That’s my Dad and his mate Ginetto and no, this picture
has nothing to do with the post. It works like that sometimes
(I believe that Ginetto is Italian for 'Little Gino' - funny uh?)
When I was at school English lessons used to bore me rigid. Abstract nouns? Concrete nouns? Rules of capitalisation? Who cares?
Maybe if the lessons had been a little more real world I would have paid more attention. For example, if Father Collins, my old English teacher had ever said to me…
‘Abstract nouns are intangible and therefore quite resistant to cruise missiles or the 82nd Airborne Division’
‘Abstract nouns are intangible and generally shouldn’t be capitalised, unless you’re looking to ham things up a little for dramatic effect or pretend something physically exists when it doesn't really’
Maybe I would have paid more attention.
The differences between abstract and concrete nouns can be quite subtle. Schizophrenia is presumably an abstract noun, AIDS is not. You could go to war against AIDS and seek to eradicate the virus in a way that you couldn’t with schizophrenia. An interesting difference worth some consideration.
Colonel Kurtz at the end of Apocalypse Now refers to ‘The Horror! The Horror!’. The implied capitalisation indicating that he was referring to a unique Horror rather than horror in general. But Marlon Brando was always prone to hammy over-acting.
Anyway, as a general principle, abstract nouns are indestructible and unsuited to capitalisation. The prospect of anyone eradicating, say, Childhood or Jealousy from the face of the Earth, such that we can refer to them exclusively in the past tense, seems, at best, improbable.
Unfortunately, the grammar checkers that come with word processor packages don’t pick up on this.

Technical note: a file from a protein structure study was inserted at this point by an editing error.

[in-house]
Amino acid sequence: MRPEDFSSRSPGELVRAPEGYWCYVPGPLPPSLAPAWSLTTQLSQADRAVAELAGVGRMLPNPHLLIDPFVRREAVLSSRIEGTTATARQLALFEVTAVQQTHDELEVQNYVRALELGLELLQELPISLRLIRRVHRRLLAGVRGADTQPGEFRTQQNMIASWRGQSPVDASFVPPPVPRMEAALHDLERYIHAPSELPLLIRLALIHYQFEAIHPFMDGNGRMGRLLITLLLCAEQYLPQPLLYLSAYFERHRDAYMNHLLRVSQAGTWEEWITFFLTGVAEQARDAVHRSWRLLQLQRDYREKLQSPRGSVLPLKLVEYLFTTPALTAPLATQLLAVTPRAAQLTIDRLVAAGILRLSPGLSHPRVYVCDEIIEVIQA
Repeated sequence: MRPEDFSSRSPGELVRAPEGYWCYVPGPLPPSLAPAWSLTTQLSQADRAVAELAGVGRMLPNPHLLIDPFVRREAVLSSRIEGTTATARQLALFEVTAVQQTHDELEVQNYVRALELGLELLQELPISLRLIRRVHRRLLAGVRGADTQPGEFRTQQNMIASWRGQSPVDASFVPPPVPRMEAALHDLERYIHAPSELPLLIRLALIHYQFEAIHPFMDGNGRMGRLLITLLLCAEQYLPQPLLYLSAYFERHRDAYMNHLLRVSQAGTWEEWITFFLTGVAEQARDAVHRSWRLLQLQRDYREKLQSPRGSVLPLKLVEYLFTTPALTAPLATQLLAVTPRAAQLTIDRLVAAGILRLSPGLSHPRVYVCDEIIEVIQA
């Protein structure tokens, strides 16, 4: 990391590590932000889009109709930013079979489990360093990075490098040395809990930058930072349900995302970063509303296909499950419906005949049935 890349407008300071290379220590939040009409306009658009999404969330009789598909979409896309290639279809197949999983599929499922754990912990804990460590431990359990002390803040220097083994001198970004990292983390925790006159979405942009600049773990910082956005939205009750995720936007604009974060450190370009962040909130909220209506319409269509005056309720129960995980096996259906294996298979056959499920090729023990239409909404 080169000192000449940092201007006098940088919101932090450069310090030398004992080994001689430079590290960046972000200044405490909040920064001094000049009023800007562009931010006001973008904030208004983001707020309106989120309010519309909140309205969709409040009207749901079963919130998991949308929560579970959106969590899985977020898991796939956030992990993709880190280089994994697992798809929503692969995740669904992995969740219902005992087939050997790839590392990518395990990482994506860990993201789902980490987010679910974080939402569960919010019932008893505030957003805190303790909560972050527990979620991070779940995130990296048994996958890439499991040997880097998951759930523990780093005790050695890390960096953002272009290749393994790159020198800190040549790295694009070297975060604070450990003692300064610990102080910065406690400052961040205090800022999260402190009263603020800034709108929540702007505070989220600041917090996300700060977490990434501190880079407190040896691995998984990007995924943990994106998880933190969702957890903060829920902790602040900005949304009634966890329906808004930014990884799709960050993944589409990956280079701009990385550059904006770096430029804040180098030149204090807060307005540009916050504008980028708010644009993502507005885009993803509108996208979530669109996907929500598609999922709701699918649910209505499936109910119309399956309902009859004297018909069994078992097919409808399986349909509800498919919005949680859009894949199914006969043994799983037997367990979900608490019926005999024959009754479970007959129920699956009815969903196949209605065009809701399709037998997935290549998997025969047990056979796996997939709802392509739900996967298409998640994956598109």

How else can I explain the fact that my country is currently engaged in a War on Terror? How else can I account for my country’s police force looking for a connection between the London bombings and Al Qaeda, described a few days ago by Tony Blair as ‘not an organisation … but a way of working’?
Think of all that trouble we all could have been saved if Microsoft had issued an updated version of Word a few years ago …
‘Sorry Tony. You appear to have made an error in this document and repeatedly confuse the tangible with the intangible. You must be out of your tits. As it stands, this sounds like complete bollocks. Please try again’
One thing current versions of Word do sometimes pick up on is passive sentences.
I spent much of my pre-unemployed life writing reports about the ways companies and units within companies operated. Usually, my reports contained criticisms and recommendations.
Human nature being what it is, there were frequently good reasons for not wanting to be too specific about what you were writing; maybe you liked the people you were reporting on, maybe you wanted to shag one of them, maybe you knew your recommendations were lame rubbish, maybe you were being used as a tool in some kind of corporate hatchet job, maybe you were operating in a corrupt third world country and wanted to make it to the airport alive.
Lots of reasons.
The easiest technique available to avoid people knowing where the observations or recommendations came from, and consequently being upset with you, killing you or not shagging you, was to use sentences with no discernible subject …
‘It’ was always to blame. Not you.
‘It was observed that she was absolutely useless at her job, even if she is well-cute’
‘It is recommended that everyone is sacked’
Much more sensible than putting your name at the front of the sentence.
Why am I sharing this small biographical anecdote? Have you been listening to the news recently? I mean really listening? 'It' is being a really busy boy at the moment.